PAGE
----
Insecticide-treated eave ribbons for malaria vector control in low-income communities

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Supplementary tools are required to address the limitations of insecticide-treated nets (ITNs) and indoor residual spraying (IRS), which are currently the core vector control methods against malaria in Africa. The eave ribbons technology exploits the natural house-entry behaviours of major malaria vectors to deliver mosquitocidal or repellent actives around eave spaces through which the Anopheles mosquitoes usually enter human dwellings. They confer protection by preventing biting indoors and in the peri-domestic outdoor spaces, and also killing a significant proportion of the mosquitoes. Current versions of eave ribbons are made of low-cost hessian fabric infused with candidate insecticides and can be easily fitted onto multiple house types without any additional modifications. This article reviews the evidence for efficacy of the technology, and discusses its potential as affordable and versatile supplementary approach for targeted and efficient control of mosquito-borne diseases, particularly malaria. Given their simplicity and demonstrated potential in previous studies, future research should investigate ways to optimize scalability and effectiveness of the ribbons. It is also important to assess whether the ribbons may constitute a less-cumbersome, but more affordable substitute for other interventions, such as IRS, by judiciously using lower quantities of selected insecticides targeted around eave spaces to deliver equivalent or greater suppression of malaria transmission.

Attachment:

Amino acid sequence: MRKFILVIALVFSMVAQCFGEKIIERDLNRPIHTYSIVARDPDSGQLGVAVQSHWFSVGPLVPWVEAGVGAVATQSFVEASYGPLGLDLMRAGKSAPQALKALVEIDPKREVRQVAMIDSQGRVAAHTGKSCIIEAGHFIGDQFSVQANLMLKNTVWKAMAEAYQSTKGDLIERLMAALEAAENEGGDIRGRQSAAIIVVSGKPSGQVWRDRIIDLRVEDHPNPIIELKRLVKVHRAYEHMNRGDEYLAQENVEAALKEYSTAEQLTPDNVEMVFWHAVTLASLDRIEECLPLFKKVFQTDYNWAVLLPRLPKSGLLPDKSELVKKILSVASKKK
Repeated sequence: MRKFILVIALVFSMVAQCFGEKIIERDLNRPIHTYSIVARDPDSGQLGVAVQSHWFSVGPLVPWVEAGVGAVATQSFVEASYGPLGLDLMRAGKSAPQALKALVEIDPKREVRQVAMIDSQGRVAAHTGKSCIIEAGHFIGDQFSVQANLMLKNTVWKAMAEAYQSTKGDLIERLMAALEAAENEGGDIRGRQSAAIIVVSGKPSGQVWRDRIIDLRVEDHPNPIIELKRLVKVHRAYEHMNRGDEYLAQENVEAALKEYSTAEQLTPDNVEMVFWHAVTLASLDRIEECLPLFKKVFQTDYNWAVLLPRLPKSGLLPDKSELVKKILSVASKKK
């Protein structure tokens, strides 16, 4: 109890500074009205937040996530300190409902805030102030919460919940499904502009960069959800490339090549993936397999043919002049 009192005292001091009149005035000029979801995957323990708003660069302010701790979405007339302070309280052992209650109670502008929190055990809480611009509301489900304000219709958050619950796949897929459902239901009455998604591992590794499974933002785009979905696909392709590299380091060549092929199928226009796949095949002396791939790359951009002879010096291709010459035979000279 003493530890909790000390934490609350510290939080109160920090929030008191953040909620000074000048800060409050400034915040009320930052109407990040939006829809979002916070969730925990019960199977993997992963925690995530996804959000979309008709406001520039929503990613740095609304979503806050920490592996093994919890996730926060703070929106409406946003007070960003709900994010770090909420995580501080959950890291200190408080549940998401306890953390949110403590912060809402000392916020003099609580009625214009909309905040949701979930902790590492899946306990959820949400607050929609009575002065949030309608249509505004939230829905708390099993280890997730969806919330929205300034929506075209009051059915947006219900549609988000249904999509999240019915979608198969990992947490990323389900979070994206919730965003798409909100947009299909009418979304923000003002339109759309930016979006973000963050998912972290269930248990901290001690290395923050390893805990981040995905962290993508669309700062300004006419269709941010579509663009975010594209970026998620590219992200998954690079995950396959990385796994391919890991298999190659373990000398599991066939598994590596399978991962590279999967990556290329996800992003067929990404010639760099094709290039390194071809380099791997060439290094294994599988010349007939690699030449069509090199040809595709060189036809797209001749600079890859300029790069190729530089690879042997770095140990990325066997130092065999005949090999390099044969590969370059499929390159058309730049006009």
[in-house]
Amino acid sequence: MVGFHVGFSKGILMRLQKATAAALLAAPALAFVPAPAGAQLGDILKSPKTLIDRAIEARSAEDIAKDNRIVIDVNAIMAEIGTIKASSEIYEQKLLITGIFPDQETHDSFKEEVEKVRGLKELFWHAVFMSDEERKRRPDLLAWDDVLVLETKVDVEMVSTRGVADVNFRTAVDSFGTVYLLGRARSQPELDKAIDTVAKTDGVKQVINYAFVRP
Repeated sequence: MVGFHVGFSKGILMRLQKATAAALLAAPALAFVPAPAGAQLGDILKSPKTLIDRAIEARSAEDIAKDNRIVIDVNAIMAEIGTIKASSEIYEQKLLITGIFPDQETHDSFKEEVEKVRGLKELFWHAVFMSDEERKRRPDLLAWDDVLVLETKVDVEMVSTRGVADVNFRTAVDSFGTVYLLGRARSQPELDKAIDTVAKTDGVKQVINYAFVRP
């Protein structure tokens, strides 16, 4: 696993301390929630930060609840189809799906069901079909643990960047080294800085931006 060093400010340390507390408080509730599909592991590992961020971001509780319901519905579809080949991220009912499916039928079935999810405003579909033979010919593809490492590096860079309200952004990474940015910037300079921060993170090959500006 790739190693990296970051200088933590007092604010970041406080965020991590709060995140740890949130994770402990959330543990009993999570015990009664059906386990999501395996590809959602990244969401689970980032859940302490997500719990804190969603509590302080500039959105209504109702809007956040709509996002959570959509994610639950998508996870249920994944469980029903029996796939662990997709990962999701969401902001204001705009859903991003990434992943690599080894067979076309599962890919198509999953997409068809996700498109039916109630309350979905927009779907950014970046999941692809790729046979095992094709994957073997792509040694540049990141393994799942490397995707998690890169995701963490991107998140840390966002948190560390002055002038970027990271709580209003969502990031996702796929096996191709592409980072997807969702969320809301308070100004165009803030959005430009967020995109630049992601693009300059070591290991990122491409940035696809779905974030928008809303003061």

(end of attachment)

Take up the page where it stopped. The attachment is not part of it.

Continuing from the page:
Kaindoa, E. W., Mmbando, A. S., Shirima, R., Hape, E. E., & Okumu, F. O. (2021, December 1). Insecticide-treated eave ribbons for malaria vector control in low-income communities. Malaria Journal. BioMed Central Ltd.

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